Brad, I thoroughly enjoyed your wonderful introduction to the Goddess theme. But I was particularly drawn to your insights on irony, a feature, or attitude of consciousness that has interested me over the years. I like the way you write of the ego’s most un-ironic stance in the world and the way that irony creates space within ourselves.
I want to share briefly, apropos the theme of the Goddess. I wrote some years ago about the myth of Narcissus and Echo. There I postulated that when Narcissus spurns Echo’s advances before reaching the virginal waters of the pond, where he becomes transfixed, that his fixation is the consequence of his spurning irony in the figure of Echo. When we can hear ourselves, truly resonate with our own words or thoughts, we gain that sense of irony that does not allow us to be too serious about ourselves. That Echo return to Narcissus his own words gives him that opportunity to create space between his own pronouncements and who he is. Fixation accrues when we lose Echo, a point that you are making in your own language of your fine essay.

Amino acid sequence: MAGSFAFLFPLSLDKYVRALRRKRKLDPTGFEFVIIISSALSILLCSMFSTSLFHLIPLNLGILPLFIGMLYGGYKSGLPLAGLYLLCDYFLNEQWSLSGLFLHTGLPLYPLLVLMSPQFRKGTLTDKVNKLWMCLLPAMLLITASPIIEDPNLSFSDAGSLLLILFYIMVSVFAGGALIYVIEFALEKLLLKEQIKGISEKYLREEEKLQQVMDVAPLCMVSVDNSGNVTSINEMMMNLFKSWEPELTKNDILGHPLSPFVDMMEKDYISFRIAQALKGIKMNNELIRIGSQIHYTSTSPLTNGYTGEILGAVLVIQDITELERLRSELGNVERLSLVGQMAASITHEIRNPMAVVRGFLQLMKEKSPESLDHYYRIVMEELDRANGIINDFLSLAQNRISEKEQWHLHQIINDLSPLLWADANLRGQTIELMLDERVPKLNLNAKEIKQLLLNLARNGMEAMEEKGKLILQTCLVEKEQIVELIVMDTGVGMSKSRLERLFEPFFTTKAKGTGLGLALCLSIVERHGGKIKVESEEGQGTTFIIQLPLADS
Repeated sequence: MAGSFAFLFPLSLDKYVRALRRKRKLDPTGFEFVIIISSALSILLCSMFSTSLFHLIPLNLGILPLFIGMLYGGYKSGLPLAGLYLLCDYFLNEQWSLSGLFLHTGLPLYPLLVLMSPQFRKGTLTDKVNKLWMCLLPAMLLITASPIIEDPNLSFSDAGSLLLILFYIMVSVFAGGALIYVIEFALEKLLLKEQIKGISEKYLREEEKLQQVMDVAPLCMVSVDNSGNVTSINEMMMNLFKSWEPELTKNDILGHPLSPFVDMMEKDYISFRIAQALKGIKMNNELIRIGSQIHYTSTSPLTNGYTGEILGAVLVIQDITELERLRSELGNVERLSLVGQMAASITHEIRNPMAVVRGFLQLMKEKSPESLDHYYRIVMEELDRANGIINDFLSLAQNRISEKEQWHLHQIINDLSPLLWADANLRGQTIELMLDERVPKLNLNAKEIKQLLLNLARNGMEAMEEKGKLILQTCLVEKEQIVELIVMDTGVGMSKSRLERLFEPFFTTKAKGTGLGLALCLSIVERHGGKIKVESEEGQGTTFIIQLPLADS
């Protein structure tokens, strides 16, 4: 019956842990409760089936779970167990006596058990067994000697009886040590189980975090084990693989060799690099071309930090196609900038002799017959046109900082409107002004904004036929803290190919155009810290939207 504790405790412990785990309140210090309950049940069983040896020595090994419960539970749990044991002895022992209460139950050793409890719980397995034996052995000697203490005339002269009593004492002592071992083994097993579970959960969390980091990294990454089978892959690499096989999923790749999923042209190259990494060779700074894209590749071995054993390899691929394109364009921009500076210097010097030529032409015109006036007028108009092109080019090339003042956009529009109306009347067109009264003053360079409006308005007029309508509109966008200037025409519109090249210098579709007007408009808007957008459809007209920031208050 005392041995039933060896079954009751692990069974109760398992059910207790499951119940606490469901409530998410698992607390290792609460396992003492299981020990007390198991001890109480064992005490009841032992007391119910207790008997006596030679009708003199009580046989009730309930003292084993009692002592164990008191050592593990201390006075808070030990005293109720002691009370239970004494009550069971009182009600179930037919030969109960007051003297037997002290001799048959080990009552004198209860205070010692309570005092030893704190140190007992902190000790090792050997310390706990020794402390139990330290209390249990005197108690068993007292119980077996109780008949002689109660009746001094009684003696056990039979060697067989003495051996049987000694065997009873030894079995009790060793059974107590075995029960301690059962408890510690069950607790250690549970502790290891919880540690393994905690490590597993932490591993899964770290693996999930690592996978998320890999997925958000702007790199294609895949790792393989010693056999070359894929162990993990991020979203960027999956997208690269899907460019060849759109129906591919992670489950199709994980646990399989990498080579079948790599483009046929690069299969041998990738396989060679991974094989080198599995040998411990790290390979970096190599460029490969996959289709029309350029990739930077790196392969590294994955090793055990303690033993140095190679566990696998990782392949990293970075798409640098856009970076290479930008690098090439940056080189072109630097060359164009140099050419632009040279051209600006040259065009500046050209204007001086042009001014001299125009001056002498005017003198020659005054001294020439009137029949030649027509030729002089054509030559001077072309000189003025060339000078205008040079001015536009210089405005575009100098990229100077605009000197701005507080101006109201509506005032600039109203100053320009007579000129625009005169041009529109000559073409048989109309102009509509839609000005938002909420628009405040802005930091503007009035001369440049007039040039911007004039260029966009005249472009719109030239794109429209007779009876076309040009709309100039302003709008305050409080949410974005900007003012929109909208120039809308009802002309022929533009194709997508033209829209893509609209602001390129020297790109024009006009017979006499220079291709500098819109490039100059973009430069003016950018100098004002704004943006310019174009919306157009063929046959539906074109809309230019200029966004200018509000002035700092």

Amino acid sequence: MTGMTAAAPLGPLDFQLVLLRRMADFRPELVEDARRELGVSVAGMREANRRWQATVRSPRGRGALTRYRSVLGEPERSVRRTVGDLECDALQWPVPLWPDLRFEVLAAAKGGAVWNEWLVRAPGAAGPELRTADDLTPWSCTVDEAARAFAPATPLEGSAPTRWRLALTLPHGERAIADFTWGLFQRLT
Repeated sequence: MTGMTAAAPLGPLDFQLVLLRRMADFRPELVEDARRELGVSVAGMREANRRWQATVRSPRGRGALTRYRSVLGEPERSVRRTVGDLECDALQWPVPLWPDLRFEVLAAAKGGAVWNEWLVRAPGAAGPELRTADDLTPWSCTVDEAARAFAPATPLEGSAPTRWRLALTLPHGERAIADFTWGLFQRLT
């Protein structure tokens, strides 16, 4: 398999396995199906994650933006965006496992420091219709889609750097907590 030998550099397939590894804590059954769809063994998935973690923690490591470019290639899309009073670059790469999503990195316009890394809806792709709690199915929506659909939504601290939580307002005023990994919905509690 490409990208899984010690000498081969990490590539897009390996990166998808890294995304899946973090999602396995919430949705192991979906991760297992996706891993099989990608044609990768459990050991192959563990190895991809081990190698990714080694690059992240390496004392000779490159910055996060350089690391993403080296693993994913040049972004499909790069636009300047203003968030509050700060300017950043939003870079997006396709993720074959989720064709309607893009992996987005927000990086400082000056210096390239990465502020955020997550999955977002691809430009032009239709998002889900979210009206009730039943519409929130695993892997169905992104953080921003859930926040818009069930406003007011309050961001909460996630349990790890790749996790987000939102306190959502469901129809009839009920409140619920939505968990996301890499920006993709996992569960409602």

I ran across a book I have owned for decades the other day that I want to make you aware of: Images of Faith: An Exploration of the Ironic Imagination by the Jesuit priest, William J. Lynch (1973). It is a fine study, matched only by his Christ and Apollo: the Dimensions of the Literary Imagination, which I mention here because we share a deep love of the poetic imagination. Thanks for a wonderful lift-off, Brad. Most enjoyable.